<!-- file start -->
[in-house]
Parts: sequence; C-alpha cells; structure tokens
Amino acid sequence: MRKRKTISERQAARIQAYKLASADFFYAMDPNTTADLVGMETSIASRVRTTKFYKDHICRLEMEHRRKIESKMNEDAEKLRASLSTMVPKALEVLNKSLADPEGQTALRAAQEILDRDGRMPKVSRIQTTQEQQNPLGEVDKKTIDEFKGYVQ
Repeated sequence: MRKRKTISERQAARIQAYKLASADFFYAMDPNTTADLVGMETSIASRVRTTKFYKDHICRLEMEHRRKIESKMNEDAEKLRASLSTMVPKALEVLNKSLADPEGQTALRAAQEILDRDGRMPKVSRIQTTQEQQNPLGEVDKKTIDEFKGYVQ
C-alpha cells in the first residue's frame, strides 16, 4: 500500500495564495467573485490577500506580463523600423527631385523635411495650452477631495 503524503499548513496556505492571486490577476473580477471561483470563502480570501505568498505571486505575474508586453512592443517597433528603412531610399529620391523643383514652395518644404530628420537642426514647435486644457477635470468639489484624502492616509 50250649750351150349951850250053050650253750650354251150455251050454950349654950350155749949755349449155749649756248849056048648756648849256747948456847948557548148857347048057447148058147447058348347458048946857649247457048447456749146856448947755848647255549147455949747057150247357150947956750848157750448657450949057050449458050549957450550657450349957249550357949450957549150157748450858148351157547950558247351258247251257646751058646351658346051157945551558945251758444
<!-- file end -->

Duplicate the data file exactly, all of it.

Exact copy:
[in-house]
Parts: sequence; C-alpha cells; structure tokens
Amino acid sequence: MRKRKTISERQAARIQAYKLASADFFYAMDPNTTADLVGMETSIASRVRTTKFYKDHICRLEMEHRRKIESKMNEDAEKLRASLSTMVPKALEVLNKSLADPEGQTALRAAQEILDRDGRMPKVSRIQTTQEQQNPLGEVDKKTIDEFKGYVQ
Repeated sequence: MRKRKTISERQAARIQAYKLASADFFYAMDPNTTADLVGMETSIASRVRTTKFYKDHICRLEMEHRRKIESKMNEDAEKLRASLSTMVPKALEVLNKSLADPEGQTALRAAQEILDRDGRMPKVSRIQTTQEQQNPLGEVDKKTIDEFKGYVQ
C-alpha cells in the first residue's frame, strides 16, 4: 500500500495564495467573485490577500506580463523600423527631385523635411495650452477631495 503524503499548513496556505492571486490577476473580477471561483470563502480570501505568498505571486505575474508586453512592443517597433528603412531610399529620391523643383514652395518644404530628420537642426514647435486644457477635470468639489484624502492616509 50250649750351150349951850250053050650253750650354251150455251050454950349654950350155749949755349449155749649756248849056048648756648849256747948456847948557548148857347048057447148058147447058348347458048946857649247457048447456749146856448947755848647255549147455949747057150247357150947956750848157750448657450949057050449458050549957450550657450349957249550357949450957549150157748450858148351157547950558247351258247251257646751058646351658346051157945551558945251758444